In these cases, instead of becoming defensive or blaming the other person for misinterpreting your words or actions, try to understand why your message was misunderstood. Maybe it wasn’t what you said but rather how you said it. Consider your tone of voice and how you expressed yourself. And once you figured out how the problem arose, be sure to try again.
How to control your depression.
Before they’ve been cut and polished, gemstones look like regular rocks. Tough situations in life are similar to an uncut gem; it’s up to you and your brain to polish them and give them brilliant facets. In other words, you can’t prevent difficult situations from happening, but you can choose how your mind processes and retains such events. You can consciously control your perception of the world!
For example, maybe you want to be an actor, but you balk as your inner voice says you’re not talented enough to pass an audition. What your brain isn’t telling you is that your skills can be improved and even perfected through classes and diligent practice.
Changing that inner voice can make all the difference. First, listen to what that voice is telling you. Next, instead of letting it tell you what you can’t do, try making it tell you what you can do. If this doesn’t work, try changing the tone of your inner voice. Make that voice appealing, even sexy, says Tony. This trick can divest your inner voice of the power to cause fear and anxiety, making it easier to do the things you’re scared of.
Such control can also be used to defeat depression. Depression doesn’t have to be inevitable. One way to prevent it from taking over is to ask yourself; what thoughts go through my mind and what happens in my physiology to create the feeling of depression? Being aware of how depressive feelings are created within you can help you regain control over them.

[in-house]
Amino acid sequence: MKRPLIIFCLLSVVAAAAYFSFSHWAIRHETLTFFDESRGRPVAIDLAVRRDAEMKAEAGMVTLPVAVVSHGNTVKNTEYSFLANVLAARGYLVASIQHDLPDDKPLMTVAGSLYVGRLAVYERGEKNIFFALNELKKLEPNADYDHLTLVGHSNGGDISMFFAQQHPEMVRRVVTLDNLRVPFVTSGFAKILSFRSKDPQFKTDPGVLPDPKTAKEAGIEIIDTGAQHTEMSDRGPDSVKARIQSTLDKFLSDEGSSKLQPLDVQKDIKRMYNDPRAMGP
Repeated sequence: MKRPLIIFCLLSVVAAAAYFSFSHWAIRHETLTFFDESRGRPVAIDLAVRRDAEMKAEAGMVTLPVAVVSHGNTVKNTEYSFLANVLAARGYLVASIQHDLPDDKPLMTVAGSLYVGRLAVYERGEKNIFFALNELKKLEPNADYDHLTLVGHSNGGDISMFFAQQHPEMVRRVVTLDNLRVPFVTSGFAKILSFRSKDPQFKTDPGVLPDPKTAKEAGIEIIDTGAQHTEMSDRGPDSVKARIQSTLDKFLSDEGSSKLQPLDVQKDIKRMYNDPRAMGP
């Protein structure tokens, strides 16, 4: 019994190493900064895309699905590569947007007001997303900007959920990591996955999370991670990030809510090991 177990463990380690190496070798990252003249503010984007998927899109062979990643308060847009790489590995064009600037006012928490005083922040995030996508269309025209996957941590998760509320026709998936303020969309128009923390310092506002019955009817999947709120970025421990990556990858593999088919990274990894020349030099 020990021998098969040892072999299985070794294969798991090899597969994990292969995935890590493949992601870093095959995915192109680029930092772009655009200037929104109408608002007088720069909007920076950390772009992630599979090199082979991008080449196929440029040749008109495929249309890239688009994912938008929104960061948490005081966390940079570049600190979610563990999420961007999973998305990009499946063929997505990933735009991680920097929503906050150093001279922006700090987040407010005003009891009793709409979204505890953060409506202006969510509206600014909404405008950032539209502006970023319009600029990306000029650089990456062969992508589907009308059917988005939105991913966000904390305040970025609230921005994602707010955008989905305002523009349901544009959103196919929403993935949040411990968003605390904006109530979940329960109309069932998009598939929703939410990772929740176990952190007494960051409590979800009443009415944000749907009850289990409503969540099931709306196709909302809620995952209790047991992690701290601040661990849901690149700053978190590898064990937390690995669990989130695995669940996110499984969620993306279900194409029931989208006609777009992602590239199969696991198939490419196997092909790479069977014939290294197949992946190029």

Negative thoughts often trigger or accompany depression. You may think of yourself as no-good or ugly or unsuccessful, or perhaps you say discouraging things to yourself in sad tones with your head hanging low, for example. By paying attention to these thoughts and sensations, you can figure out which ones trigger your depression and catch them before they take over. Remind yourself that you are good, beautiful and not a failure, and take control of your inner voice. With these tools, you'll find that you have the power to ease your depression.
The five-step process of modeling.
Have you ever admired someone and thought, “There’s no way I’ll ever be as good at my job as they are”? Well, don’t sell yourself short – there are concrete methods to reach any goal. By emulating the strategies, attitudes and skills of successful people, you can achieve similar results.
This is called modeling, and it allows you to achieve whatever skills you desire – even the ones that might not be in your field of expertise. For instance, the author knows nothing about shooting guns, but he accepted an offer from the US Army to improve the shooting accuracy of its soldiers.